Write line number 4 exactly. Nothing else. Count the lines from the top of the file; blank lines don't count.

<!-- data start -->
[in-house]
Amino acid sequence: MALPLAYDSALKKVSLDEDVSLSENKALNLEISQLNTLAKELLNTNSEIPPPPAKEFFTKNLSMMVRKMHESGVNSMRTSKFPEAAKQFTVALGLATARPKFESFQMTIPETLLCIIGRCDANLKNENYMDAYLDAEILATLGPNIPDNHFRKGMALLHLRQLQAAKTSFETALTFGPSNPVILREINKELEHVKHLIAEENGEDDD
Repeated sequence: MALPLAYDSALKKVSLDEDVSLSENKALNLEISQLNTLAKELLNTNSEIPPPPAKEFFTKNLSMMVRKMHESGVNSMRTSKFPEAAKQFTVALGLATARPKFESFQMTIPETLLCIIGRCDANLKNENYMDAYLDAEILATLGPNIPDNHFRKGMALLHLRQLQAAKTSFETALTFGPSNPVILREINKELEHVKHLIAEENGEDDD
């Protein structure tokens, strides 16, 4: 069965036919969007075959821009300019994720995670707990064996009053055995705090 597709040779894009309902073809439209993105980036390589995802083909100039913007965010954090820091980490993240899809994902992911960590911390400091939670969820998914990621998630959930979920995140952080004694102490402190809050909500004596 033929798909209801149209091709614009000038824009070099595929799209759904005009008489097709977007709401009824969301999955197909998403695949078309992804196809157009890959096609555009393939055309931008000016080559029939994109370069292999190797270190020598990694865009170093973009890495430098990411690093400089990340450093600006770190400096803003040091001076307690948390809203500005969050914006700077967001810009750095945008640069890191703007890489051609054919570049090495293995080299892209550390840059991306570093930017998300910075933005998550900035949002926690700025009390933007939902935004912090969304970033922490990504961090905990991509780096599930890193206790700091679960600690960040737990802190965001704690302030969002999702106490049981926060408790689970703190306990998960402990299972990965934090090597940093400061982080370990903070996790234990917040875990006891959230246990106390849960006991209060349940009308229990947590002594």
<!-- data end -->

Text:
């Protein structure tokens, strides 16, 4: 069965036919969007075959821009300019994720995670707990064996009053055995705090 597709040779894009309902073809439209993105980036390589995802083909100039913007965010954090820091980490993240899809994902992911960590911390400091939670969820998914990621998630959930979920995140952080004694102490402190809050909500004596 033929798909209801149209091709614009000038824009070099595929799209759904005009008489097709977007709401009824969301999955197909998403695949078309992804196809157009890959096609555009393939055309931008000016080559029939994109370069292999190797270190020598990694865009170093973009890495430098990411690093400089990340450093600006770190400096803003040091001076307690948390809203500005969050914006700077967001810009750095945008640069890191703007890489051609054919570049090495293995080299892209550390840059991306570093930017998300910075933005998550900035949002926690700025009390933007939902935004912090969304970033922490990504961090905990991509780096599930890193206790700091679960600690960040737990802190965001704690302030969002999702106490049981926060408790689970703190306990998960402990299972990965934090090597940093400061982080370990903070996790234990917040875990006891959230246990106390849960006991209060349940009308229990947590002594």